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What's The Problem?

Ups and downs in performance
Many of the top players experience unexplicable lows in performance.
Most comments on these occurrences blame either the player's character or lack of practice or competition.
Could there be another factor that is of utmost importance and would resolve 99% of the cases?
If you are playing well, wouldn't your motivation be at a peak?
In other words, is confidence and motivation dependent on what you do on the court, basically your technique?
And what would be the most important factor in technique?
Knowledge, has been said, is power. Some of this power may be expressed below.

The Optimal Solution 

What's The Problem?

A bad day


There are days when your tennis game suffers and it is puzzling what went wrong.

You try different fixes but nothing works, the problem continues, and mistakes abound.


The Optimal Solution 

Fact number one: players of all levels have good days and bad days.
Fact number two: most players, including professionals, are not certain on how to fix a bad day and make it a good one.  They don't know the underlying cause, and they may blame a bad performance on a myriad of different things.
Fact number three: 80% of the time (statistic measured at the pro level) it is timing that is throwing the rest off.  People either tend to rush or they do too much too early.  That is, the player is not tracking the ball long enough before hitting it.
Fact number four: it is easy to fix a bad day.  You have to correct the mother of all errors, the one underlying cause: bad timing.  After that, everything starts feeling better and you can trust your strokes as much as on a good day.
Therefore, when you are in trouble, check your timing and apply the solution: track the ball longer and longer, waiting as much as possible, tracking it with your eyes, your racquet, your hand.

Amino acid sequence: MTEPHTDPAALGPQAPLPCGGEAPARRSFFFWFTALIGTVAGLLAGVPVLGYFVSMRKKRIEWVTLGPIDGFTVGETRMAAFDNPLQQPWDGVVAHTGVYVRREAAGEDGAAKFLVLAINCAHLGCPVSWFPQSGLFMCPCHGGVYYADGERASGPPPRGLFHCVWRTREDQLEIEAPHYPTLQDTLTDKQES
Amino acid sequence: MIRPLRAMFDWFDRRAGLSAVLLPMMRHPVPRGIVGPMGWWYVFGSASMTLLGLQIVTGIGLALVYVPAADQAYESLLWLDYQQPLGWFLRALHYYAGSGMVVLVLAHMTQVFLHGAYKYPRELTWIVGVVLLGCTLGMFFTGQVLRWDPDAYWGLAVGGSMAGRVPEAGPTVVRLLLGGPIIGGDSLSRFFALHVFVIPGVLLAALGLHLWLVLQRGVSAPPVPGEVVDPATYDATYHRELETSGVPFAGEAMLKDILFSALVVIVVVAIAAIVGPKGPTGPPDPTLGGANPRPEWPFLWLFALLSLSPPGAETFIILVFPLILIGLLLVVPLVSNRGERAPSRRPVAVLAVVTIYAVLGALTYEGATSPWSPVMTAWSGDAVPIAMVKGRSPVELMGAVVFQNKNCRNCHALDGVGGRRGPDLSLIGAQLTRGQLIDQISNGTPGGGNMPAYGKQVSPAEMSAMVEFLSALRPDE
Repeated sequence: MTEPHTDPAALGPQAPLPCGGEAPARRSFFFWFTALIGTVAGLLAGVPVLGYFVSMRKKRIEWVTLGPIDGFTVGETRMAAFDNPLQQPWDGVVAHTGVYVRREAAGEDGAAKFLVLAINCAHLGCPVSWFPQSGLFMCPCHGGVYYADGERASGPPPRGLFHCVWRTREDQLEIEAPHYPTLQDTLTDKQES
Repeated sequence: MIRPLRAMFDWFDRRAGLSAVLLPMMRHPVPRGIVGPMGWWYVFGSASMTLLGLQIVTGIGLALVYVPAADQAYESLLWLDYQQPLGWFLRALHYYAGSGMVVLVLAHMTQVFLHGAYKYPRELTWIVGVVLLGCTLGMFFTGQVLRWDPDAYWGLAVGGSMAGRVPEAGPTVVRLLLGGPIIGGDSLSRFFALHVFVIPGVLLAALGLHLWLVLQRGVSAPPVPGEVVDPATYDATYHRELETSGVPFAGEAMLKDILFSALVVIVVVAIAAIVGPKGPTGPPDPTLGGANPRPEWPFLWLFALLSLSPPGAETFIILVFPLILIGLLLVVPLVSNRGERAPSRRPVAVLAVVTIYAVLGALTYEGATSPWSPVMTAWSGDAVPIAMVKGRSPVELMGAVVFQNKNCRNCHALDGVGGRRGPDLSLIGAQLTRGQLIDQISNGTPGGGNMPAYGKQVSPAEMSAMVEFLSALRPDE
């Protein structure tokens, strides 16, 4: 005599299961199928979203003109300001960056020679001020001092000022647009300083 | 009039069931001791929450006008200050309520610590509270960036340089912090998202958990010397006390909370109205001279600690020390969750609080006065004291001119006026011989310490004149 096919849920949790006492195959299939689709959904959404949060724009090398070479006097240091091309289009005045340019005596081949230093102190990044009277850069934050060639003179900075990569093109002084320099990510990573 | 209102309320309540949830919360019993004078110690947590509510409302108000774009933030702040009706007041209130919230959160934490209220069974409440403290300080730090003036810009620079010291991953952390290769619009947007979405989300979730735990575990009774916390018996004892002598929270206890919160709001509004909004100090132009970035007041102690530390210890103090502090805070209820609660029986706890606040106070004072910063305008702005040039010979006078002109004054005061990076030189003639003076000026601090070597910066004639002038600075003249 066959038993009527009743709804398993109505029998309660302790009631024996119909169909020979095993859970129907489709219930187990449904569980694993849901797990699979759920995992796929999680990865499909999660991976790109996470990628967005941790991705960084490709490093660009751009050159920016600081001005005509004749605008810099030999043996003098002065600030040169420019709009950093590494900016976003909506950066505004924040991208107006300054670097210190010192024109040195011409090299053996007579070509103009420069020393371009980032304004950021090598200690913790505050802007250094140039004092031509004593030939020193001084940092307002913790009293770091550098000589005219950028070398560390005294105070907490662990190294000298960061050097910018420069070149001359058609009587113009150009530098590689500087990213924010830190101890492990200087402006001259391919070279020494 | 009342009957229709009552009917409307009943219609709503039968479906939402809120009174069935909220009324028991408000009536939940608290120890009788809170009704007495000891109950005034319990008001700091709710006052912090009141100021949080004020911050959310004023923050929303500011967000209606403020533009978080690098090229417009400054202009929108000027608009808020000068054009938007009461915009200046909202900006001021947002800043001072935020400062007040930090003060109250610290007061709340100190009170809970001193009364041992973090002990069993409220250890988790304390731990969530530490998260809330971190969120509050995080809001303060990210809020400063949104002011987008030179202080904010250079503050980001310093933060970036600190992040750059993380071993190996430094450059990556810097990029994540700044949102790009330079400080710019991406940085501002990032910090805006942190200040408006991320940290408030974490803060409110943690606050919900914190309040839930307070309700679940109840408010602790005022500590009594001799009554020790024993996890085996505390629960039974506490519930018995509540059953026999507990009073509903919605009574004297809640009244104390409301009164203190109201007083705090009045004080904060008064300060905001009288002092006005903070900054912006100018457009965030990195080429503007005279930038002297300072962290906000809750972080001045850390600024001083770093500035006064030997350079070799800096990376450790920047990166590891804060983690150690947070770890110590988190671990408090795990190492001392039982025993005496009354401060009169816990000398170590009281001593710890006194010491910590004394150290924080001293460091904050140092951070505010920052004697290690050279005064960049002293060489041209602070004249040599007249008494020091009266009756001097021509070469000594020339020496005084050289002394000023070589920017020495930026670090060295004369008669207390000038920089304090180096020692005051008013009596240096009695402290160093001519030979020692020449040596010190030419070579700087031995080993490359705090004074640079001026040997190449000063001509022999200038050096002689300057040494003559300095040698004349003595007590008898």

You may be running to reach the ball, but your hand is stalking it, still in front.  Forget about having to be perfectly positioned, forget about racquet preparation, forget about thinking at all.  Just track the ball as if you were going to catch it with your hand or to stop it with the racquet, then give it your usual whack!
You may lose some power in the process, but you'll be confident that the ball is going in the court.  Then you can go for power again, increasing the amplitude of your swing.  If your timing is still good, you'll feel wonderful: your power strokes are going in and in.
Some players, including pros, may think this is too easy a solution, and don't believe in miracles.  I'd like to insist:  if there are some possible miracles in your tennis, this is one of them.

What's The Problem?


Cannot control the dropshot

Many times one is faced with a fast retriever, who does not make mistakes but plays well behind the baseline.

The best tactic would be to surprise him with a short ball.

But hitting the dropshot farther than expected would turn this defensive opponent into an attacking one.

With no confidence on the dropshot, the points could go on and on and favor your opponent.

The Optimal Solution 

Mastering the dropshot 

Dropshots should be hit from inside the baseline, preferably closer to the service line.  Any dropshot from this position, even if slightly deeper than intended, can be a formidable weapon.

The dropshot is especially effective against a rival that likes to stay behind his own baseline.  If you have gotten into the court and you hit a decent dropshot, disguising it, you can gain the upper hand, if he reaches it at all.